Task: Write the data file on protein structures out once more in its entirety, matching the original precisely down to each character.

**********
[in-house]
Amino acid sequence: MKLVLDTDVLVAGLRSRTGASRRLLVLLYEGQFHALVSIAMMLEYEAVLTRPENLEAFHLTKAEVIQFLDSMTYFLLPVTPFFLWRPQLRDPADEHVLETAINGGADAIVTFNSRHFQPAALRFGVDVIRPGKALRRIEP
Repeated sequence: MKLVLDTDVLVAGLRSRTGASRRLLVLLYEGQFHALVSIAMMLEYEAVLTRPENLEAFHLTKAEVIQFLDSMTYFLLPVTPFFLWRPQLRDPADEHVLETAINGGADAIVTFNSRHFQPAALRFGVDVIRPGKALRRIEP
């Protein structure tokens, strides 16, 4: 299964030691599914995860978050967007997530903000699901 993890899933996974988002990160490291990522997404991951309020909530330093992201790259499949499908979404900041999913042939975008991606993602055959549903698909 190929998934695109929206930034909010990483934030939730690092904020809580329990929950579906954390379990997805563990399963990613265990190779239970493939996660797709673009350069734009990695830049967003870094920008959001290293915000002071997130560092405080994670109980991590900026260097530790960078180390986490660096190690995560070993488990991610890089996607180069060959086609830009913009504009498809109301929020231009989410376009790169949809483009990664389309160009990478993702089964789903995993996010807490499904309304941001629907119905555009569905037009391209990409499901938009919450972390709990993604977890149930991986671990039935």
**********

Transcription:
[in-house]
Amino acid sequence: MKLVLDTDVLVAGLRSRTGASRRLLVLLYEGQFHALVSIAMMLEYEAVLTRPENLEAFHLTKAEVIQFLDSMTYFLLPVTPFFLWRPQLRDPADEHVLETAINGGADAIVTFNSRHFQPAALRFGVDVIRPGKALRRIEP
Repeated sequence: MKLVLDTDVLVAGLRSRTGASRRLLVLLYEGQFHALVSIAMMLEYEAVLTRPENLEAFHLTKAEVIQFLDSMTYFLLPVTPFFLWRPQLRDPADEHVLETAINGGADAIVTFNSRHFQPAALRFGVDVIRPGKALRRIEP
């Protein structure tokens, strides 16, 4: 299964030691599914995860978050967007997530903000699901 993890899933996974988002990160490291990522997404991951309020909530330093992201790259499949499908979404900041999913042939975008991606993602055959549903698909 190929998934695109929206930034909010990483934030939730690092904020809580329990929950579906954390379990997805563990399963990613265990190779239970493939996660797709673009350069734009990695830049967003870094920008959001290293915000002071997130560092405080994670109980991590900026260097530790960078180390986490660096190690995560070993488990991610890089996607180069060959086609830009913009504009498809109301929020231009989410376009790169949809483009990664389309160009990478993702089964789903995993996010807490499904309304941001629907119905555009569905037009391209990409499901938009919450972390709990993604977890149930991986671990039935």